The adaptation by Mario Martone of the novel by Ermanno Rea brings the Italian director to Naples current, where he explores the complexity of the return.

Mario Martone’s Moody Drama drama marks a quarter of work for the director – or maybe it is more precise to call him a return. The previous films of the Italian author, such as rehearsals for war and the smell of blood, were greeted for their distinctive style and moral clarity. Martone’s most recent projects – swollen historical stories directed with verbosity – were less welcome.

In nostalgia, an adaptation of the novel by the Neapolitan writer Ermanno Rea, Martone reduces some of his recent fulfillments to deliver a simpler and thriller drama. Running almost two hours, the film could have used an additional fine adjustment – a few versions to help make certain sequences more dynamic. However, with a formidable direction, a guaranteed direction and a skillful camera work, nostalgia turns out to be an surprisingly absorbing film, which could find an audience outside of Italy.

The constraints of nostalgia are essential to its effectiveness. It is not a complex biography fights with the life and the ideas of an important Italian figure. This is a more familiar story, which takes place in contemporary times: after decades abroad, a man returns to his neighborhood in Naples for the closure. Melancholy memories replace him quickly, and he finds himself in love with the place where he swore that he had left. The story contained gives nostalgia a lively objective and clarity. And instead of shooting throughout the city of Naples, Martone narrows the place of the film in a single district: Rione Sanità, a region plagued by poverty and government negligence. It is a site that the director visited in his 2019 film, the mayor of Rione Sanità, and this familiarity permeates this project with crucial intimacy.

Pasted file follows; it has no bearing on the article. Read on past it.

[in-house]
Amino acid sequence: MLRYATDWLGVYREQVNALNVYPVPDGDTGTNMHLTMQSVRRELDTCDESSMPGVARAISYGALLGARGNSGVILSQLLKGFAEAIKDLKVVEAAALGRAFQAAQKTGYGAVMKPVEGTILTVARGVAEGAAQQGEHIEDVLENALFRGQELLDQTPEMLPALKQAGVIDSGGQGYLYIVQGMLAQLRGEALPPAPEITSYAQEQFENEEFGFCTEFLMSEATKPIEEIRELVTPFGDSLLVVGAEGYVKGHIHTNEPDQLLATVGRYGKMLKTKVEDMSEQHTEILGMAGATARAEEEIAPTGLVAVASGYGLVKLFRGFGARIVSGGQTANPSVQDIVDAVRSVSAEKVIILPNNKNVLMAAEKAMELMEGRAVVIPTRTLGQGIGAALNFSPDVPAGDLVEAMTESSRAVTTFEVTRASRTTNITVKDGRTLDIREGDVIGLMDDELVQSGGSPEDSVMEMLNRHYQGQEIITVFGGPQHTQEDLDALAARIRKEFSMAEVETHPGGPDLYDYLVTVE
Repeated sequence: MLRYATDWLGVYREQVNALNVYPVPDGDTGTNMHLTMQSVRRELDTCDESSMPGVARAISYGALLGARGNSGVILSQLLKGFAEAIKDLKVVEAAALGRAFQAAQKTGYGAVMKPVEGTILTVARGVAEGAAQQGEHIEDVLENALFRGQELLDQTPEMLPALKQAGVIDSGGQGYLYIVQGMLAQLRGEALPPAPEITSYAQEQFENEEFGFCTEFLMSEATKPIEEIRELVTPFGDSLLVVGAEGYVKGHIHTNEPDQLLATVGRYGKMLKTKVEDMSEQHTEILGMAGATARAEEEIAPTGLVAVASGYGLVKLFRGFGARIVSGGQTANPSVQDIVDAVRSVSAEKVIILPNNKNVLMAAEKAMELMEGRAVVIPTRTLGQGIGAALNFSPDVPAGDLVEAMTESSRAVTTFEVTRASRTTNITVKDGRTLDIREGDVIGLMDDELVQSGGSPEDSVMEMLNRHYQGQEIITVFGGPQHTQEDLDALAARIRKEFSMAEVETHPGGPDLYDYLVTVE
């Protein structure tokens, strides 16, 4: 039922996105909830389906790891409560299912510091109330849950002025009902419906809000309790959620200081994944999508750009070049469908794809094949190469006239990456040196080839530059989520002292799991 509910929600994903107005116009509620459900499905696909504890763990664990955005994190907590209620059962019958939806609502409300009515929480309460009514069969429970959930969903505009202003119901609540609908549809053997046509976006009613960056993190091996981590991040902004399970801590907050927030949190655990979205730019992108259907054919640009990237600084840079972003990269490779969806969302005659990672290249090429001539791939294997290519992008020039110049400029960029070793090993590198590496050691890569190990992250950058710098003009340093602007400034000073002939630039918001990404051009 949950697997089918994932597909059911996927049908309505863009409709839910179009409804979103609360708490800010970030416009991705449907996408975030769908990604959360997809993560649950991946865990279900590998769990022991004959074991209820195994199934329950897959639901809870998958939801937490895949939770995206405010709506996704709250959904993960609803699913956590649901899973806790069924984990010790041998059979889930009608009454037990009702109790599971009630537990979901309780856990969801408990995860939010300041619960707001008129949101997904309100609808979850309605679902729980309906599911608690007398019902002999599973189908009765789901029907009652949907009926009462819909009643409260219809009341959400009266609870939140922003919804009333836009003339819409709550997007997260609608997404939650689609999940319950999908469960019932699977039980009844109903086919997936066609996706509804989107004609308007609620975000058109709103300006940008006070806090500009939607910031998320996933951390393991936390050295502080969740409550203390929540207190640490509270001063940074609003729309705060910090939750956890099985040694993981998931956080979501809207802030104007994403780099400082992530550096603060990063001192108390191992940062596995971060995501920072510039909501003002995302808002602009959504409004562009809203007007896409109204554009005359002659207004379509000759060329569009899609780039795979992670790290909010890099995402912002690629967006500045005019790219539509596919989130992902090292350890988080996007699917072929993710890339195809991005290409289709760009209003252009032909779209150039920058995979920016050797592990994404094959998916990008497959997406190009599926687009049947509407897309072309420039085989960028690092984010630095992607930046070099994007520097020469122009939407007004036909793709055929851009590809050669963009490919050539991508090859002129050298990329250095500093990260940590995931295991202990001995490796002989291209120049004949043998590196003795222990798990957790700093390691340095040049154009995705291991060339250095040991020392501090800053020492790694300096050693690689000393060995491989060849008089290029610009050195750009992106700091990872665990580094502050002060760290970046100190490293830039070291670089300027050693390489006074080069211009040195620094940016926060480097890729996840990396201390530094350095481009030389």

The return is an act to meet the old and the new ones at the same time, and Martone’s ability to transmit that the friction is that of the forces of nostalgia. The film begins with Felice Lasco (Pierfrancesco Favino), a 55 -year -old inhibited businessman, returning to Sanità to visit his aging mother, Teresa (Aurora Quattrocchi). The district – where he lived up to 15 years – has changed considerably, but Felice does not recognize him (or does not seem). What he knows is that his mother is partially blind and was led to move to the apartment on the ground floor of the now poorly maintained building. The overwhelming discovery invites Felice to find its new accommodation – a larger apartment with a lemon tree in the garden.

Martone depicts a painful portrait of the physical and temporal distance of a mother and a son, giving us the opportunity to understand part of Felice’s motivations to come back. A particularly moving sequence, involving Felice giving Teresa a bath, testifies to the way their relationship has changed over the years – a mother now at the guard of her son. It is through these scenes that we also understand how much Felice has changed: after crossing Africa with his uncle, he settled in Cairo where he married a woman (about whom little is revealed), launched a prosperous business, the Arab scientist and became a Muslim.